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As a referee for both Kew and the Botanical Society of the British Isles I am regularly sent photographs of escapees in the UK or plants of Sedum, or near relatives, which have taken the fancy of travellers both at home and abroad. I think the species I have been most regularly asked to identify is a form of Sedum palmeri (once called S. compressum) that is probably the most favoured windowsill pot-plant in the Mediterranean. It is commonly seen in Portugal, Spain, Italy, Greece and on many Mediterranean Isles. As it is Mexican in origin, it is perfectly happy with the Mediterranean climate and is grown in inland areas with short frost periods.

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Figure 1 A tumbling specimen in Rhodes.

Here in England it can be fully hardy through mild winters near the coast where it flowers profusely in April. If kept as a greenhouse, porch or conservatory specimen it flowers in January, a delightful harbinger of spring.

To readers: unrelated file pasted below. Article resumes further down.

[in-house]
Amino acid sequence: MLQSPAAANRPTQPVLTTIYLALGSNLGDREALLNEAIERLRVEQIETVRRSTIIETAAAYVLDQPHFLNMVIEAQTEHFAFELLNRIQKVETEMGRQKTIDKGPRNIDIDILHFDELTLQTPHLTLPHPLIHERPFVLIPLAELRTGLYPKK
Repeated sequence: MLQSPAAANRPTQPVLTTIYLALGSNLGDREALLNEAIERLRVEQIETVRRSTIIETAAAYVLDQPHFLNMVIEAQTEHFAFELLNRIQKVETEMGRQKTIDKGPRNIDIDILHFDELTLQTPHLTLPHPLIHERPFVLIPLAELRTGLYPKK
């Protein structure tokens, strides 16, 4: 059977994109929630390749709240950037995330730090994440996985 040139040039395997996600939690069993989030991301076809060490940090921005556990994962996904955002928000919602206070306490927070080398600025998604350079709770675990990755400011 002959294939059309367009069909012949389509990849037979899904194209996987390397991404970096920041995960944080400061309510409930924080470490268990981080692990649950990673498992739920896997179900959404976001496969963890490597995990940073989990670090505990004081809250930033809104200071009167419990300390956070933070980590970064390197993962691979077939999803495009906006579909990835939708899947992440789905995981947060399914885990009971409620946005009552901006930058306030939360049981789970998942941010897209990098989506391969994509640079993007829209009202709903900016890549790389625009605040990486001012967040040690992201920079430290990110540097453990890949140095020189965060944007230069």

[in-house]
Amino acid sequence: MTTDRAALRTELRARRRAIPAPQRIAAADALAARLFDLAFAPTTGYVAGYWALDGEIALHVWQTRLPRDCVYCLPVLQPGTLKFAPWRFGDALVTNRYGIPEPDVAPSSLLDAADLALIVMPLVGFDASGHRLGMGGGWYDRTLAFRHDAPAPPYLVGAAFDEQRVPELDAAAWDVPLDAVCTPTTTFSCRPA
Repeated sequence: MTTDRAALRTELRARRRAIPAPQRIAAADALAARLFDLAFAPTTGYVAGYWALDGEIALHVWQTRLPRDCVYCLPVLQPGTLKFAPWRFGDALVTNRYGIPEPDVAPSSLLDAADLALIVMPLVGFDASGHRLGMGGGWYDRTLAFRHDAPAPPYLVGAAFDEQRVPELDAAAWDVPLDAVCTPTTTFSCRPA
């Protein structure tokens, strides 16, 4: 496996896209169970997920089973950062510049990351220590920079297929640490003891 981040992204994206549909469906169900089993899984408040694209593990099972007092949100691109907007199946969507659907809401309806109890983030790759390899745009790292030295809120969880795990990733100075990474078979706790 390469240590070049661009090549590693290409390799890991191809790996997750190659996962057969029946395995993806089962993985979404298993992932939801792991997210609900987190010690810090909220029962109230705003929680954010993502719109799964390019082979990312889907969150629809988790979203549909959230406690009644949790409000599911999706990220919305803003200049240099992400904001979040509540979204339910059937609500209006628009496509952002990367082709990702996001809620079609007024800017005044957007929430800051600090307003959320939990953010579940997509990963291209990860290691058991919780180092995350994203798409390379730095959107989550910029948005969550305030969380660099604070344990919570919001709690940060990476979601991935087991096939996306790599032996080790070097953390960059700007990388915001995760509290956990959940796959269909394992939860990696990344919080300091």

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Figure 2 January, in a cold porch, during the short days of winter at home in Northumberland.

Charles Uhl (1918-2010, a recognised authority on Sedum) showed the type S. palmeri to be diploid (with two sets of chromosomes) though this is now quite rare in cultivation. The tetraploid (four sets of chromosomes) form (S. compressum) is the widespread form in cultivation. Like all common windowsill plants it is easy to propagate from cuttings and, judging by the many plants one encounters in windowboxes while exploring Mediterranean towns and villages, there are plenty of stems to give away to friends and neighbours.

Ray Stephenson

The Sedum Society

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